Here, the State carefully charged Kuckuck with committing solicitation on July 14 and with separately committing traveling after solicitation on July 15. The trial evidence presented by the State was consistent with the allegations. Moreover, unlike in Hughes v. State, 201 So.3d 1230 (Fla. 5th DCA 2016), where we found a double jeopardy violation based upon “same conduct” when the solicitation that occurred on the first day included a plan for Hughes to travel the following day, with no additional solicitation by Hughes, here, there was no agreement reached during Kuckuck's solicitation on the first day, July 14, for Kuckuck to meet with the “daughters” for sexual conduct. There was, however, a separate, distinct solicitation by Kuckuck on July 15, resulting in an agreement reached for Kuckuck to travel on July 15 to engage in sexual conduct with the “daughters.” Thus, Kuckuck's solicitation on July 15 with the travel shortly thereafter was distinct from his criminal act of solicitation on July 14.
The instant case is more analogous to Griffith, which was not available to the lower court at the time of trial. In Griffith, the defendant solicited on February 3, and made plans to meet with the “minor” on February 7 to engage in sexual conduct. 208 So.3d at 1210. Mr. Griffith then committed a separate act of solicitation on February 4, made a new plan to now meet the “minor” that same day for sex, and then traveled on February 4 to accomplish his goal. Id. We reasoned that these facts distinguished the case from Hughes, concluding that there was no double jeopardy violation because Griffith's solicitation on February 3 and his solicitation and travel on February 4 were distinct acts and therefore did not constitute the “same conduct” under Shelley. Id. at 1212. Here, there is even less evidence of a double jeopardy violation than in Griffith because there was no agreement reached on July 14 for Kuckuck to travel to engage in the unlawful sexual conduct.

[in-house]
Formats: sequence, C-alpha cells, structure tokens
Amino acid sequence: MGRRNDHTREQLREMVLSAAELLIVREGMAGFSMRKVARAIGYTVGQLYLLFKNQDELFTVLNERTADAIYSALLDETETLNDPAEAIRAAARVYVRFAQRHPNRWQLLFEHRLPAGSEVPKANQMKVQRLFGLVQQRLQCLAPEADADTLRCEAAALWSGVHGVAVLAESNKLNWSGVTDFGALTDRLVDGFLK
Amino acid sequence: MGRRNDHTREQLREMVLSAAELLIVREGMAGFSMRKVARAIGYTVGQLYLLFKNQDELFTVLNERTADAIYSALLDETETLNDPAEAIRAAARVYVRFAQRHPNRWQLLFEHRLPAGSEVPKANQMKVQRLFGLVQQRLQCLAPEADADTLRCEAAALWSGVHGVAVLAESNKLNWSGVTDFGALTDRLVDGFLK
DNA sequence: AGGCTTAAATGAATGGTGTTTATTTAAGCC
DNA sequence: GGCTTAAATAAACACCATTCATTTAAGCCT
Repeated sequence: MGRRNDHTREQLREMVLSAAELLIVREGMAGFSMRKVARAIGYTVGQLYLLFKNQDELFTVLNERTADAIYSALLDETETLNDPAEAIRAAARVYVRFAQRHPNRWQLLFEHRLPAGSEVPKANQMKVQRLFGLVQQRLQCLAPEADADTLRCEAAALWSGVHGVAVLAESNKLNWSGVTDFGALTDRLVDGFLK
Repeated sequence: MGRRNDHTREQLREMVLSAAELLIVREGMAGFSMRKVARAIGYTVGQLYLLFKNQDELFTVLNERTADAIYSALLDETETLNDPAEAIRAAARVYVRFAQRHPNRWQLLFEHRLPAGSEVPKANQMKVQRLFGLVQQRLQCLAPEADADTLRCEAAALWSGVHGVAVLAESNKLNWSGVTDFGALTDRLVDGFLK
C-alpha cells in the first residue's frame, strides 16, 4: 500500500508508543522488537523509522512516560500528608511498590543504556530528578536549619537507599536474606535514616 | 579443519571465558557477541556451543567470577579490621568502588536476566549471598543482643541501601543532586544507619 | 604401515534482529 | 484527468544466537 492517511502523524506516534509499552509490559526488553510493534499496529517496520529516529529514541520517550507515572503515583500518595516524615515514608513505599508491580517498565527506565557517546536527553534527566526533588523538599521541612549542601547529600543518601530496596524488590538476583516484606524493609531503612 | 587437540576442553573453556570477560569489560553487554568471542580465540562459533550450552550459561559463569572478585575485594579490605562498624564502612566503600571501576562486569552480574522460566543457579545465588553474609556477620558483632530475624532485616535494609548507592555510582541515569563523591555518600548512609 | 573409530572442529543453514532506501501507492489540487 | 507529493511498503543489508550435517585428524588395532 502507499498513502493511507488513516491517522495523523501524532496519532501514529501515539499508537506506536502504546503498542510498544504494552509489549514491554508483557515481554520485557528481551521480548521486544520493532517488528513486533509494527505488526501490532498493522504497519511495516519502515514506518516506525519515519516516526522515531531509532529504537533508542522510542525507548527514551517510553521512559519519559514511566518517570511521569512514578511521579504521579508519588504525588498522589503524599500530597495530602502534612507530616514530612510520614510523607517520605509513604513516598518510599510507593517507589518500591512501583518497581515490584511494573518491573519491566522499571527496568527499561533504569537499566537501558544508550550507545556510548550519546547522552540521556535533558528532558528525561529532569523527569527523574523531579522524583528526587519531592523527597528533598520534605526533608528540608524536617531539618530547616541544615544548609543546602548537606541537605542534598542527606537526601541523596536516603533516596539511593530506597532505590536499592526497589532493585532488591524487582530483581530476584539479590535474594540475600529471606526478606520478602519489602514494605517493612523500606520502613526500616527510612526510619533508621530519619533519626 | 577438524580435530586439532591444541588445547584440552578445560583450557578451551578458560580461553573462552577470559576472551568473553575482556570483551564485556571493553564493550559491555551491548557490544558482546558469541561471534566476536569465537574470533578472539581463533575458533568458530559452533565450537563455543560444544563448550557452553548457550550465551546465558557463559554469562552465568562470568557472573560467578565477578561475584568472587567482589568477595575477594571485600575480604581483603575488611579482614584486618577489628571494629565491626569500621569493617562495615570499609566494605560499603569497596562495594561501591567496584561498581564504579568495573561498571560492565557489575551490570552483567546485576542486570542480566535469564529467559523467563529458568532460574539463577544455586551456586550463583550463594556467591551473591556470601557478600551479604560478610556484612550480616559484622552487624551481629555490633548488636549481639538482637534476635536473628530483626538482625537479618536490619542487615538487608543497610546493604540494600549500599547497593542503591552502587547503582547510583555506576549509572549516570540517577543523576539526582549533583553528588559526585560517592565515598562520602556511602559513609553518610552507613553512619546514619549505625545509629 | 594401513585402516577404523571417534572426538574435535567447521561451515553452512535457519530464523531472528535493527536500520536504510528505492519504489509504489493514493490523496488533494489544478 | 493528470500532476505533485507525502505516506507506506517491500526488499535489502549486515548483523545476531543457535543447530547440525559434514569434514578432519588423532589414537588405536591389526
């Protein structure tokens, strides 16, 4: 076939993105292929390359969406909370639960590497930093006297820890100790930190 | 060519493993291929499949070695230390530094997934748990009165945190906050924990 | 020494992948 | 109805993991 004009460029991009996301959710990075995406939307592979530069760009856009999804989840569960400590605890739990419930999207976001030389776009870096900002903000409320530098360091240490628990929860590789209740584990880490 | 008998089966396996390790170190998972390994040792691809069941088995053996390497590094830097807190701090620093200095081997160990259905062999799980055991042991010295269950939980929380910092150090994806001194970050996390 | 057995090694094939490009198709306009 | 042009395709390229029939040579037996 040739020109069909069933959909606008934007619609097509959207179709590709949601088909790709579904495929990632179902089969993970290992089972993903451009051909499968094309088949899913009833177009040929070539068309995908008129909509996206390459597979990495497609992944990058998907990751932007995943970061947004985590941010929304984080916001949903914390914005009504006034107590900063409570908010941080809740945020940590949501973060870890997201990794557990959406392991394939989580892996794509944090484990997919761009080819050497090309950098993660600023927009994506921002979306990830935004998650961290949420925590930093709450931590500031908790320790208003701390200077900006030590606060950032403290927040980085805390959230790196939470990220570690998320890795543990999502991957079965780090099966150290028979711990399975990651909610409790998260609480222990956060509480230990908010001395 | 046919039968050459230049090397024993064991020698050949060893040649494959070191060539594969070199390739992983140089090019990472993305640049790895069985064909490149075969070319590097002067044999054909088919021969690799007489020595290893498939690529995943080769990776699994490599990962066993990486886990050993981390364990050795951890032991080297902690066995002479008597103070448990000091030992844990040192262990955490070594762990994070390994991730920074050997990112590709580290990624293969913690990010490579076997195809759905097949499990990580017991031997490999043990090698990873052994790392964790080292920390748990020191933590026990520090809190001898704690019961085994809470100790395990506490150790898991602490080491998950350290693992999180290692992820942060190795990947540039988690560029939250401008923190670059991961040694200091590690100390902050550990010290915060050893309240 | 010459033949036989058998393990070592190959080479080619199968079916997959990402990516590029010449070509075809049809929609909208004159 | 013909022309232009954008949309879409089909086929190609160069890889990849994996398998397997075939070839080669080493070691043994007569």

Accordingly, we conclude that Kuckuck's conviction for solicitation did not violate double jeopardy because it was not based upon the same conduct as the traveling conviction. We therefore reverse the trial court's order vacating the judgment and sentence for solicitation and remand with instructions to reinstate the conviction, judgment, and sentence.
REVERSED and REMANDED on Cross–Appeal with directions; main appeal AFFIRMED as moot.
While I concur with the majority opinion, I am sympathetic to the trial judge and counsel in their effort to reconcile and apply the facts of this case to the various appellate cases addressing these types of double jeopardy claims. As Judge Makar from the First District has aptly observed: “Double jeopardy jurisprudence is among the most confusing and complex, generating challenging conundrums and resulting often in widely divergent court decisions analyzing similar issues; this phenomenon continues post-Shelley, as Florida courts navigate new and confounding questions.” Lee v. State, 223 So.3d 342, 376 (Fla. 1st DCA 2017) (Makar, J., concurring in part, dissenting in part) (footnote omitted).
As indicated in the majority opinion, the solicitation (count one) and the traveling after solicitation (count two) were separately pleaded and proved as occurring on different days. I would suggest that in future cases to facilitate the resolution of potential double jeopardy claims, trial judges consider utilizing verdict forms that separately set forth in the verdict the date of the solicitation that the State is attempting to prove for each count. Trial judges should also consider instructing the jury that it has to find at least two separate and distinct solicitation violations to hold the defendant accountable on both the traveling count and the solicitation count. See id. (Makar, J., concurring in part, dissenting in part). By doing so, this should resolve any questions the judge and the parties have about whether solicitation and traveling convictions were from the same conduct.
1. Kuckuck's primary defense at trial was that he had been entrapped by law enforcement.
COHEN, C.J., and EISNAUGLE, J., concur. LAMBERT, J., concurs and concurs specially, with opinion.